SQL Server 2022 Query Performance Tuning

SQL Server
If you're interested in getting a digital copy, my brand spanking new book is now available here. It's in the intro, but let me tell you a little bit about the new book. It's really new. Some of the older versions of the book were simply updated, a bunch of changes to most chapters, a couple of new chapters, fixes for old mistakes, ta-da, new book. Not this time. This time, I rewrote it all. From scratch. Now, some of the chapter titles are the same. Quite a few of the examples are the same (if code illustrates something successfully, I'm reusing it). However, overall, it's a brand new book. There's a lot of new material too. The last update was for SQL Server 2017. There has (almost) been two…
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Function Vs. Performance

SQL Server
Recently I was looking through DBA.StackExchange when I saw a pretty simple question that I decided to answer. I went off, set up a test database and some test tables and quickly wrote a query to answer the question. I got it all formatted pretty and was on my way to post it when I saw that another answer was already there. Yeah. Identical to mine. Almost line for line. Well, nuts. I know. I'll write a blog post. The Setup The original poster had two tables that, frankly, are badly designed. However, they share enough data that they are "related" if not relational. Here's the code: CREATE DATABASE Testing; GO USE Testing; GO CREATE TABLE Table_A ( ID INT IDENTITY(1, 1), Score INT ); CREATE TABLE Table_B ( FromPoint…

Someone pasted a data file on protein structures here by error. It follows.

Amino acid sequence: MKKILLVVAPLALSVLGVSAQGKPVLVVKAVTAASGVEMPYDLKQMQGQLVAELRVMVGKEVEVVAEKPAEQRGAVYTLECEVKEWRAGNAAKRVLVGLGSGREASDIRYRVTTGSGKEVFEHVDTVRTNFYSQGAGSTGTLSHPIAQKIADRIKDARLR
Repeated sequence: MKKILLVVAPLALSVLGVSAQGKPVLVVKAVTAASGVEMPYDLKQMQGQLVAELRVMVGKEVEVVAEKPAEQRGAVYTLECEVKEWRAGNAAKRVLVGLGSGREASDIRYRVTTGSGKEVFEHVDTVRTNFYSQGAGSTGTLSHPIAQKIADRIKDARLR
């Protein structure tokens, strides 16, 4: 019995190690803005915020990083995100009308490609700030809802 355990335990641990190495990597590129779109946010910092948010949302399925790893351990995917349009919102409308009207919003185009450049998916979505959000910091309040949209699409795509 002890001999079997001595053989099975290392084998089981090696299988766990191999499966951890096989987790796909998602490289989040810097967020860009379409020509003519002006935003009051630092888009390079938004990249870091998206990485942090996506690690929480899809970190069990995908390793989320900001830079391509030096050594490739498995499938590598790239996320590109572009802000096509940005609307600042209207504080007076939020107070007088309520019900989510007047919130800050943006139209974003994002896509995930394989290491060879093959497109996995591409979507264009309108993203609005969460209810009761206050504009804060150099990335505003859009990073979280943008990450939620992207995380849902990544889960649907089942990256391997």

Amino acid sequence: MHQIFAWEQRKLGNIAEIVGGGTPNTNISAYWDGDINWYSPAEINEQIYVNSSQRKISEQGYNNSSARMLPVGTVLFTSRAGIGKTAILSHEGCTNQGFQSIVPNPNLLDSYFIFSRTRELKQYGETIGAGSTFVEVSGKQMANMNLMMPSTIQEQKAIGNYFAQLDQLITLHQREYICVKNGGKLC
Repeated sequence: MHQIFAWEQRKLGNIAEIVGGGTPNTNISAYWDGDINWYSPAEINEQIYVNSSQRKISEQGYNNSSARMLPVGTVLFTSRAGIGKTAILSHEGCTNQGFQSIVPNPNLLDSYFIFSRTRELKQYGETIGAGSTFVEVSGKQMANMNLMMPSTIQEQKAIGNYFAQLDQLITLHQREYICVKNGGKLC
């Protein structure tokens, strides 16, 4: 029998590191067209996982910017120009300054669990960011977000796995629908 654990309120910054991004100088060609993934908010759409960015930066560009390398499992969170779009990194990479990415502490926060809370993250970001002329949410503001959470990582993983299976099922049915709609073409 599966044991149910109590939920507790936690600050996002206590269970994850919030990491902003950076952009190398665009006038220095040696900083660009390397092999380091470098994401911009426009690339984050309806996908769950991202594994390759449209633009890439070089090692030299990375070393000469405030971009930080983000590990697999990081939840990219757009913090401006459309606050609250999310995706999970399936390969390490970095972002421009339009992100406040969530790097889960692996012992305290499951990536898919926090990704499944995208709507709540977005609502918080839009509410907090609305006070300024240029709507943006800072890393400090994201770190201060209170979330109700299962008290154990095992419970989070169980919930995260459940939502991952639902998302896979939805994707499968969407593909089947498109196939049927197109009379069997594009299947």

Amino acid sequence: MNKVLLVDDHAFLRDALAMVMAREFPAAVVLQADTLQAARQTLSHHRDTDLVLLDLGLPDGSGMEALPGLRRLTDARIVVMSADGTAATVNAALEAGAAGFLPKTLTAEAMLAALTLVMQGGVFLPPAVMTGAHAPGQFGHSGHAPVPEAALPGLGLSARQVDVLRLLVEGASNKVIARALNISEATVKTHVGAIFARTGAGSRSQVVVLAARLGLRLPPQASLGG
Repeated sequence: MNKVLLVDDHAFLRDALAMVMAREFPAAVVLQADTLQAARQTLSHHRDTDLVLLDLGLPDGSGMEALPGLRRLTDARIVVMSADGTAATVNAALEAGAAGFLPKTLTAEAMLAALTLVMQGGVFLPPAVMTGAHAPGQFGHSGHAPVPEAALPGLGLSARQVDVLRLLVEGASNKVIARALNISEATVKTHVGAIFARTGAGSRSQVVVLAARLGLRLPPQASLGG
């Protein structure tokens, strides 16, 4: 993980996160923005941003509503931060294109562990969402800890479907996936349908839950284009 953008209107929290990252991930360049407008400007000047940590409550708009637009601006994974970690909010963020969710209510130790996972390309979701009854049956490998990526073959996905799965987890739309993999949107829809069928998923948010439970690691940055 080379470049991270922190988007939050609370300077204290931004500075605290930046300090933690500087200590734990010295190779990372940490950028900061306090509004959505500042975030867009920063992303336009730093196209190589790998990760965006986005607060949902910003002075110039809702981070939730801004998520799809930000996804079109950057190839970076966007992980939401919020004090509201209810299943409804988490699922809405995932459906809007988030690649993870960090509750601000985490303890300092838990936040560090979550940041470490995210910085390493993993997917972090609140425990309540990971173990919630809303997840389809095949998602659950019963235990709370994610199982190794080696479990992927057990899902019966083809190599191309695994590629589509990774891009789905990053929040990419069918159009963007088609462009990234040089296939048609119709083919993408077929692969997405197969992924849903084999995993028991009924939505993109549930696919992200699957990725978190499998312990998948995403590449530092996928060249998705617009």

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Distributed Replay: The Little Engine That Almost Could

SQL Server
Honestly, sincerely, no kidding, I love Distributed Replay. Yes, I get it. Proof positive I'm an idiot. As we needed proof. To be a little fair to me, I love what Distributed Replay could have been, with a little more love. However, fact is, it's on the deprecation list for 2022. Which means, what minimal amount of love, if any, that Microsoft was giving to it, it's all gone, forever. Unlike the Little Engine That Could, turns out that Distributed Replay was the Little Engine That Almost Could, But Didn't. Really Didn't. Let's discuss it a bit. Distributed Replay The concept is wonderful. Capture a bunch of queries from your production system. Replay them on a non-production system for testing. Add in the idea of being able to chain together…